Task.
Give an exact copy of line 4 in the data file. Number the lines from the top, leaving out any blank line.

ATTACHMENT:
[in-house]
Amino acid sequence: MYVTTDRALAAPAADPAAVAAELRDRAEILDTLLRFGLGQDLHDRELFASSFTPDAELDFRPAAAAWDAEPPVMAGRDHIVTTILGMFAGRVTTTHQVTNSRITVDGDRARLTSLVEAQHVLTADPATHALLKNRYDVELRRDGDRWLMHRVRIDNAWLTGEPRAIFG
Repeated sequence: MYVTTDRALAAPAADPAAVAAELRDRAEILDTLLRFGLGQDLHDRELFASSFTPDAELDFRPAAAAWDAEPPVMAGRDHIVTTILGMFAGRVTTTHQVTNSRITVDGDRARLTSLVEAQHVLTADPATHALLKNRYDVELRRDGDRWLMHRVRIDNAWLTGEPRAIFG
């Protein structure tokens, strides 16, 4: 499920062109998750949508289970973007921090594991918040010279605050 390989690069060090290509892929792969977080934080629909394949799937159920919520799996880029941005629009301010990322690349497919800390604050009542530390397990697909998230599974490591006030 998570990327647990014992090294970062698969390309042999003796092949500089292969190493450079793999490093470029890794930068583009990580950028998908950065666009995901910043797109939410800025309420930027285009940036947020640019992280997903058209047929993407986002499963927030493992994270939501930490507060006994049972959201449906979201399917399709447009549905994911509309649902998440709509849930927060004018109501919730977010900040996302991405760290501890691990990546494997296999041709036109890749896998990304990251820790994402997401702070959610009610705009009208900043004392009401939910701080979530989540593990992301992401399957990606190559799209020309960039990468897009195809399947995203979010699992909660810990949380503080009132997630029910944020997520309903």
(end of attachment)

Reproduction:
């Protein structure tokens, strides 16, 4: 499920062109998750949508289970973007921090594991918040010279605050 390989690069060090290509892929792969977080934080629909394949799937159920919520799996880029941005629009301010990322690349497919800390604050009542530390397990697909998230599974490591006030 998570990327647990014992090294970062698969390309042999003796092949500089292969190493450079793999490093470029890794930068583009990580950028998908950065666009995901910043797109939410800025309420930027285009940036947020640019992280997903058209047929993407986002499963927030493992994270939501930490507060006994049972959201449906979201399917399709447009549905994911509309649902998440709509849930927060004018109501919730977010900040996302991405760290501890691990990546494997296999041709036109890749896998990304990251820790994402997401702070959610009610705009009208900043004392009401939910701080979530989540593990992301992401399957990606190559799209020309960039990468897009195809399947995203979010699992909660810990949380503080009132997630029910944020997520309903």